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The Climate Feedback website has published an erroneous  ‘factcheck’ of a recent Global Warming Policy Foundation report that fails to identify any factual inaccuracies and makes misleading claims of its own. Here, the GWPF responds to some of the misleading claims:

The report in question was written by former US IPCC delegation member, Dr Indur Goklany, (Impacts of Climate Change: Perception and Reality). It compares claims about the impact of climate change to real-world observations from leading scientific authorities and published in peer-reviewed journals.
Climate Feedback wields enormous influence through its role as an official ‘independent’ fact checker on the Facebook social media platform. This means that any article it deems ‘false information’ has its audience restricted, and any organisations sharing that article can also be penalised in a similar way.
* Climate Feedback claims that GWPF is a political advocacy organisation. This is untrue. GWPF is an educational charity and is non-partisan.
* Climate Feedback claims that Goklany’s study is a ‘blog post.’ This is untrue. It is a report which runs to 40 pages and includes more than 100 references to the scientific literature.

* Climate Feedback failed to provide a link to the GWPF report. It meant that readers were unable to verify the claims made for themselves. This was unprofessional and a serious breach of its own code of principles.
* Climate Feedback says it is “misleading to call the GWPF post…a ‘study’, as it does not include any original research nor was it peer-reviewed or published by a reputable scientific organization”. The suggestion that ‘studies’ can only include original research would rule out thousands of review papers and indeed the IPCC assessment reports themselves.
* Climate Feedback claim that the report was not peer reviewed. This is untrue. All GWPF reports are peer-reviewed by members of our Academic Advisory Council and external experts. Our invitation to the UK Met Office to review the draft of Goklany’s report was declined.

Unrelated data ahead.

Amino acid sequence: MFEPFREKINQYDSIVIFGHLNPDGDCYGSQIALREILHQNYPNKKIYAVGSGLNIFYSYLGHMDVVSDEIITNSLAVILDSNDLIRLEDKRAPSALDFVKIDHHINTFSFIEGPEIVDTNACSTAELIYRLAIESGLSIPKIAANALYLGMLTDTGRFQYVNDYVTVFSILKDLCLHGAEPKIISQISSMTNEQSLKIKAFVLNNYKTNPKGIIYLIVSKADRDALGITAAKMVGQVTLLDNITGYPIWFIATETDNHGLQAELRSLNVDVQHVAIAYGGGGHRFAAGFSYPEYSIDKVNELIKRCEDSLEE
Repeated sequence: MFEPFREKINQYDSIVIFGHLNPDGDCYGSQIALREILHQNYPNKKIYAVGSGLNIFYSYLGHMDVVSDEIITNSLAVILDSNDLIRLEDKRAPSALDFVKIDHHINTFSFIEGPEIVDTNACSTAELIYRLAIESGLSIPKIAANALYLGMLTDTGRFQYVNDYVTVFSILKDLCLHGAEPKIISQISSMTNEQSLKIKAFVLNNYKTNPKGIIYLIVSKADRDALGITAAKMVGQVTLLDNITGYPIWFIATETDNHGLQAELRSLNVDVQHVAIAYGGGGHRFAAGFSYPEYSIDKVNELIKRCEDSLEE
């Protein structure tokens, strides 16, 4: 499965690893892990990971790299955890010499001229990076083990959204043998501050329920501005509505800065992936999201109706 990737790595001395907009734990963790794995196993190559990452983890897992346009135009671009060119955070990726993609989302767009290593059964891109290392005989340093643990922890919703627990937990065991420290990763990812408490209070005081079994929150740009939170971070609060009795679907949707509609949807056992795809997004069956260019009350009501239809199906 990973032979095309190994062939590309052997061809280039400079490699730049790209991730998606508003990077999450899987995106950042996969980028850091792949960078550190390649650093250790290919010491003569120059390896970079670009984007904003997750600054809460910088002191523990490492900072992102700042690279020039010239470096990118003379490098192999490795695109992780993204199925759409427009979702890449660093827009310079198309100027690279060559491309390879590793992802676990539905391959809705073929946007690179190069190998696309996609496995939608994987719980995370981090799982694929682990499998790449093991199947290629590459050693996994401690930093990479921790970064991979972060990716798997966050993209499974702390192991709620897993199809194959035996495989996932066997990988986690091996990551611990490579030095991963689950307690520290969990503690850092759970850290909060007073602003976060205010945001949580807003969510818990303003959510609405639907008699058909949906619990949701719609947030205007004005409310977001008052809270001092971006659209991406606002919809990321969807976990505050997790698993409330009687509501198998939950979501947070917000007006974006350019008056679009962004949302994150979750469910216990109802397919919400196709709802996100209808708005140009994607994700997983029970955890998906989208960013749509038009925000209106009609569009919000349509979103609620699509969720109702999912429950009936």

* Professor Emanuel Kerry, Professor of Atmospheric Science at MIT, claims that since the early 1970s there has been a 380% increase in global weather-related damage normalized each year by world domestic product. He seems to have misinterpreted an increase in reporting as an increase in damage in proportion to global GDP. In fact, there is a strong scientific consensus that since 1990 weather and climate-related losses have decreased as proportion of global GDP.
* Professor Jennifer Francis asked for a citation of a paper that showed that land area in coastal areas has been increasing. If she had taken the trouble to look at Goklany’s report, she would have found it.
* Ana Bastos, scientific researcher at Ludwig-Maximilians University of Munich, argues that it is misleading to say fewer people are dying from heat and climate-sensitive diseases like malaria and diarrhoea — not because these facts aren’t actually true, but because these trends ‘have multiple confounding factors (e.g. technological, health and economical development) so that these changes cannot be directly linked to CO2.’ This is, however, exactly the point Goklany is making, i.e. economic and technological development means that risks from climate impacts are reduced.
* Ryan Sriver, Assistant Professor at the University of Illinois, claims it was misleading to refer to the observed global expansion of beachy areas, because this was ‘mainly due to human intervention and coastal management, not climate change.’ But Goklany never claimed that climate change was causing these changes. In fact, these arguments only serve to vindicate his core thesis that climate impacts have been moderated by human interventions and development.
We have asked Climate Feedback to publish this rebuttal in order to set the record straight.